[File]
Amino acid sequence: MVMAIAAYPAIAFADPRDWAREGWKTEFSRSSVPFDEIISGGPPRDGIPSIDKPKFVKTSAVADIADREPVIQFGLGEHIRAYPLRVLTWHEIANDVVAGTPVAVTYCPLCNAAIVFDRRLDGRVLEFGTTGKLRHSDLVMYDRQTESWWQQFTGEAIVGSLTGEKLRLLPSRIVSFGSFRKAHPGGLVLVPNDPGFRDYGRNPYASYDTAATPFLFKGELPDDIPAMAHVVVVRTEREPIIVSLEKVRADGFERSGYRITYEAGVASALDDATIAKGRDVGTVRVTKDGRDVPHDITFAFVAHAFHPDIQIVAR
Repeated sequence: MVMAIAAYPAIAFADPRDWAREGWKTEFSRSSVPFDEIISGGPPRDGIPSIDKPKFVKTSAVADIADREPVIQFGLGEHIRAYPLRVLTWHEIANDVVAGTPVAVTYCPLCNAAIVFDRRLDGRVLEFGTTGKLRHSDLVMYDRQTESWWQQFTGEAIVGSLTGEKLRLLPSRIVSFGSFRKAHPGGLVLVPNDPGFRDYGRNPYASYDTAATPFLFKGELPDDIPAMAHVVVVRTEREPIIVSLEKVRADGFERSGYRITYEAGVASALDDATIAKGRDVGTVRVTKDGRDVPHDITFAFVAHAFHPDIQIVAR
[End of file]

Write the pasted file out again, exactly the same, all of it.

Amino acid sequence: MVMAIAAYPAIAFADPRDWAREGWKTEFSRSSVPFDEIISGGPPRDGIPSIDKPKFVKTSAVADIADREPVIQFGLGEHIRAYPLRVLTWHEIANDVVAGTPVAVTYCPLCNAAIVFDRRLDGRVLEFGTTGKLRHSDLVMYDRQTESWWQQFTGEAIVGSLTGEKLRLLPSRIVSFGSFRKAHPGGLVLVPNDPGFRDYGRNPYASYDTAATPFLFKGELPDDIPAMAHVVVVRTEREPIIVSLEKVRADGFERSGYRITYEAGVASALDDATIAKGRDVGTVRVTKDGRDVPHDITFAFVAHAFHPDIQIVAR
Repeated sequence: MVMAIAAYPAIAFADPRDWAREGWKTEFSRSSVPFDEIISGGPPRDGIPSIDKPKFVKTSAVADIADREPVIQFGLGEHIRAYPLRVLTWHEIANDVVAGTPVAVTYCPLCNAAIVFDRRLDGRVLEFGTTGKLRHSDLVMYDRQTESWWQQFTGEAIVGSLTGEKLRLLPSRIVSFGSFRKAHPGGLVLVPNDPGFRDYGRNPYASYDTAATPFLFKGELPDDIPAMAHVVVVRTEREPIIVSLEKVRADGFERSGYRITYEAGVASALDDATIAKGRDVGTVRVTKDGRDVPHDITFAFVAHAFHPDIQIVAR